Front page of the former Arab American Times newspaperFront page of the former Arab American Times newspaper, 2009

The Arab American news media is slowly disappearing

By Ray Hanania

Ray Hanania headshot
راى حنانيا.
Ray Hanania

The organic ethnic Arab American news media is slowly but steadily vanishing. Racism, apathy, financial challenges and political activism have undermined the Arab American ethnic news media over the years.

The biggest challenge by far has by the rise of anti-Arab racism, coupled with the shift from an Arab identity to other identities being associated with the Arab community from being Islamic to the assimilation of the Arab community within the definition of a new label, MENA — Middle East and North Africa.

In a study conducted by NAAJA in 1999, there were more than 120 print publications, newspapers and magazines, plus a small handful of radio and cable TV stations.

That number dropped significantly by 50 immediately after Sept. 11, 2001 because of the wave of anti-Arab racism and discrimination. And it is continuing to drop as newspapers close because of racist pressures and backlash, especially on potential advertisers.

Front page of the former Arab American Times newspaper
Front page of the former Arab American Times newspaper, 2009


A NAAJA study conducted in 2007 showed there were only 79 publications remaining. CLICK HERE to view NAAJA PDF inventory list.


The most recent study by NAAJA so an even serious erosion of the organic ethnic American news media with only a handful of publications still being published, including the Arab American News newspaper in Dearborn, the Arab community’s ONLY weekly newspaper — all of the others are monthly with some publishing twice each month. There are. a few newspapers remaining in Houston, Los Angeles, New York and Florida.

The biggest Arab radio program is the U.S. Arab Radio Network broadcast Monday through Friday in Dearborn, Michigan on WNZK AM 690 radio.

We need to address this. NAAJA, a networking association fo independent journalists, freelancers and communications specialists, are hoping to change this and rebuild the Arab American news media.

Please join us.


By rayhananianaaja

Ray Hanania is an award winning Palestinian American author, radio talk show host, syndicated columnist and former Chicago City Hall reporter (1976 -92) who writes on mainstream U.S. politics for the Southwest News Newspaper group, and Middle East issues for the Arab News Newspaper as U.S. Special Correspondent and columnist. A former WLS AM Radio talk show host, Hanania hosts a live radio talk show every Wednesday on WNZK AM 690 in Detroit and WDMV AM 700 in Washington D.C. A Vietnam Era US Air Force veteran, Hanania was an early organizer for ADC in 1980, serving on the Chicago board and later National board. He is the recipient of the 2010 Society of Professional Journalists Sigma Delta Chi award for column writing, was named Best Ethnic Columnist in America in November 2006 by the New America media, and is the recipient of four Lisagor Awards from the Chicago Headline Club. He is the author of several books, the humor book “I’m Glad I Look Like a Terrorist: Growing Up Arab In America” (1996), “Arabs of Chicagoland” (2005), and “Power PR: Ethnic Activists Guide to Strategic Communications” (2015). His professional website hub is After serving Active Duty in the U.S. Air Force during the Vietnam War debating Israeli Foreign Minister Abba Eban on national U.S. TV in 1976 and served as the National President of the Palestinian American Congress in 1995. He wrote weekly Op-Ed columns for the Orlando Sentinel, Newsday in New York, the Houston Chronicle, the Jerusalem Post, Yedioth Ahronoth’s YNetNews, The Times of Israel, and Japan’s Yomiuri Shimbun. His columns were syndicated by Creators Syndicate (2002-2012, 2015-2016). Hanania interviewed many leaders including former President Bill Clinton, Palestine President Yasser Arafat, Lebanese legislator Michel Aoun, and was the only Palestinian journalist to cover the “Peace to Prosperity” Conference held in Bahrain in 2019. After the terrorist attacks on Sept. 11, 2001, Hanania launched a standup comedy performance using humor to help Americans better understand the Arab people and lampooning his unique marriage to his Jewish wife, Alison. In August 2002, Hanania was banned from a Chicago comedy stage by Jewish Comedian Jackie Mason, but went on to launch the Israeli-Palestinian Comedy Tour performing in Israel, Palestine, Dubai, London, Dublin, Toronto and dozens of American universities.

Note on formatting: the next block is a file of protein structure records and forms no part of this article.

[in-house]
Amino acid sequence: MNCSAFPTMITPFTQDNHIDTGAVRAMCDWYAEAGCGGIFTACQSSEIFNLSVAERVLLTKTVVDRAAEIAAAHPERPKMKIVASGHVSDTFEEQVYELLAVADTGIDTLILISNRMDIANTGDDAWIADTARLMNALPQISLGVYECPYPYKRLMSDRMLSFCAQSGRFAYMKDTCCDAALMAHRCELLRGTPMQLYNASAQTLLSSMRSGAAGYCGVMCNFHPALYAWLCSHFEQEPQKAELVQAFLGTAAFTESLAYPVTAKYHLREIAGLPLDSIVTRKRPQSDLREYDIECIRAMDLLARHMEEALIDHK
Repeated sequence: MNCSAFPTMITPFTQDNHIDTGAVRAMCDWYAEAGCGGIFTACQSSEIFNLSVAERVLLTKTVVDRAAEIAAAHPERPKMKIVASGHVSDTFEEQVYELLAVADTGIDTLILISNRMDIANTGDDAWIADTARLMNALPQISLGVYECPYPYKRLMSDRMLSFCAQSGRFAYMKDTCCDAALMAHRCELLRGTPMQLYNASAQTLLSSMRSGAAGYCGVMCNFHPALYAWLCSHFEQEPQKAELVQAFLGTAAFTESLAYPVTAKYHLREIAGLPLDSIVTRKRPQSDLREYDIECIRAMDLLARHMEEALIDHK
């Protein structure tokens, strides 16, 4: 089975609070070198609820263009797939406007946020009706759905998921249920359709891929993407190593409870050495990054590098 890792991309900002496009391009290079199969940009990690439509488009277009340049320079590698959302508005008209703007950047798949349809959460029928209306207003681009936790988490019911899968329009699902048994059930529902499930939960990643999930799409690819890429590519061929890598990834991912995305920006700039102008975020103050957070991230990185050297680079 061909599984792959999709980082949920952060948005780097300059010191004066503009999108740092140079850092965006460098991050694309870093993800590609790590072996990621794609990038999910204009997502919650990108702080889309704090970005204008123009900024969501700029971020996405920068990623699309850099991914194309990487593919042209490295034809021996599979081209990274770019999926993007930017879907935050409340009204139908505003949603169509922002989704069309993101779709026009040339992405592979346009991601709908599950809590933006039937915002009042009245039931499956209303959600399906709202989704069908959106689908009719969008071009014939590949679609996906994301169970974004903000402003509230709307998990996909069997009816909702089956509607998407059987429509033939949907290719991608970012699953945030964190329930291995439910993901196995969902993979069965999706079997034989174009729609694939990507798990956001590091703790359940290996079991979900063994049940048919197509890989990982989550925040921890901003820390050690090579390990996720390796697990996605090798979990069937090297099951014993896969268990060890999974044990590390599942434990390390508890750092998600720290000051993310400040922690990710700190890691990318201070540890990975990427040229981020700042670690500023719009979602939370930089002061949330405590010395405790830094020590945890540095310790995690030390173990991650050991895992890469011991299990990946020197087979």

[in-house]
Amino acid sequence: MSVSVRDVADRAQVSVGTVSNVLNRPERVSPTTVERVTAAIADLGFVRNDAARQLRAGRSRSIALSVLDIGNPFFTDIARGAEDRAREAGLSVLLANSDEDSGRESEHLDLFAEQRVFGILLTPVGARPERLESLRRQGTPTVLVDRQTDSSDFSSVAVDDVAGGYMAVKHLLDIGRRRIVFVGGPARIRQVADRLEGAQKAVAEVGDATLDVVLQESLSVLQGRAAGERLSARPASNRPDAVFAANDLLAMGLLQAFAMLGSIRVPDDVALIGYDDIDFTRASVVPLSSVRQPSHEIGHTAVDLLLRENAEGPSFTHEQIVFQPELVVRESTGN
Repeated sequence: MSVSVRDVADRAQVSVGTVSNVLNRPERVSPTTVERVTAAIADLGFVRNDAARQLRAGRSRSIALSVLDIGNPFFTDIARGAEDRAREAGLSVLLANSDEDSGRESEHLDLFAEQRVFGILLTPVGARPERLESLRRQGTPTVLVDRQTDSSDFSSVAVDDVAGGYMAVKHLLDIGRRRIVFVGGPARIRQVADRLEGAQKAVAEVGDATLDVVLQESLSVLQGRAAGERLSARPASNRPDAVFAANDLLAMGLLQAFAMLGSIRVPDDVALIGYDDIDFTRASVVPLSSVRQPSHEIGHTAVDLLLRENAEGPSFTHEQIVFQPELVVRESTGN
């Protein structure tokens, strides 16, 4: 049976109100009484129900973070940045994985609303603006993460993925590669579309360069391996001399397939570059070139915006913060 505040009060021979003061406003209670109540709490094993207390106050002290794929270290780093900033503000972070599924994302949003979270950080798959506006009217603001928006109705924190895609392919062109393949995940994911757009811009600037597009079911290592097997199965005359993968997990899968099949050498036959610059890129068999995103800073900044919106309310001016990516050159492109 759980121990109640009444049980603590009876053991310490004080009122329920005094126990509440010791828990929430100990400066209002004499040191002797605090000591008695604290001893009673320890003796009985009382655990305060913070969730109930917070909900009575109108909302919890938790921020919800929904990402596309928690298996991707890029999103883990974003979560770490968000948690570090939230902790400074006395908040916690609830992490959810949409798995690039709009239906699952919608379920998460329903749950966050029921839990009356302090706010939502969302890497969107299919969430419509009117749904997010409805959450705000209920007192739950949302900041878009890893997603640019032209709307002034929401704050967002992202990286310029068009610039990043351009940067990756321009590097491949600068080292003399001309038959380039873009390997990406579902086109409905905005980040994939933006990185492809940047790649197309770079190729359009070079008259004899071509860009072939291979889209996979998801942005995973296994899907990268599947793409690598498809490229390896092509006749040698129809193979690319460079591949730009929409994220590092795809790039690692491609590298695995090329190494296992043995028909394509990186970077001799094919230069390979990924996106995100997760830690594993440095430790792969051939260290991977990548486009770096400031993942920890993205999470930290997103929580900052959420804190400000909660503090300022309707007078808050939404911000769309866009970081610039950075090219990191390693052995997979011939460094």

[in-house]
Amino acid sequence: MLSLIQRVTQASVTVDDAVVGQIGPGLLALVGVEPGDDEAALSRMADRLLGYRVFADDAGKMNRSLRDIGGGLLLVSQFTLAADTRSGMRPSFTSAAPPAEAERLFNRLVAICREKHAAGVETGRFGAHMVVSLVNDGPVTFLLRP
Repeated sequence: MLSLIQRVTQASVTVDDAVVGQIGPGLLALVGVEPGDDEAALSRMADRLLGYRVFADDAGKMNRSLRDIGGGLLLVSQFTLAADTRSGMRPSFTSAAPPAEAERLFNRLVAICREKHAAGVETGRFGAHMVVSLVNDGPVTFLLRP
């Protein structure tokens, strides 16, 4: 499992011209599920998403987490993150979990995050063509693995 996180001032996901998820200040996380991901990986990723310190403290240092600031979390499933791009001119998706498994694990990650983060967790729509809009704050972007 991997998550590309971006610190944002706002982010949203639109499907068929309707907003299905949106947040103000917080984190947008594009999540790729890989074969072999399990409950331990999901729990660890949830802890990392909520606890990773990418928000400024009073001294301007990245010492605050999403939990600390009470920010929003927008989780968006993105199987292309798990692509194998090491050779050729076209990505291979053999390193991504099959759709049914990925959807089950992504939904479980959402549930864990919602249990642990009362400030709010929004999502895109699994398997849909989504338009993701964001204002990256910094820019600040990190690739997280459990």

Related Post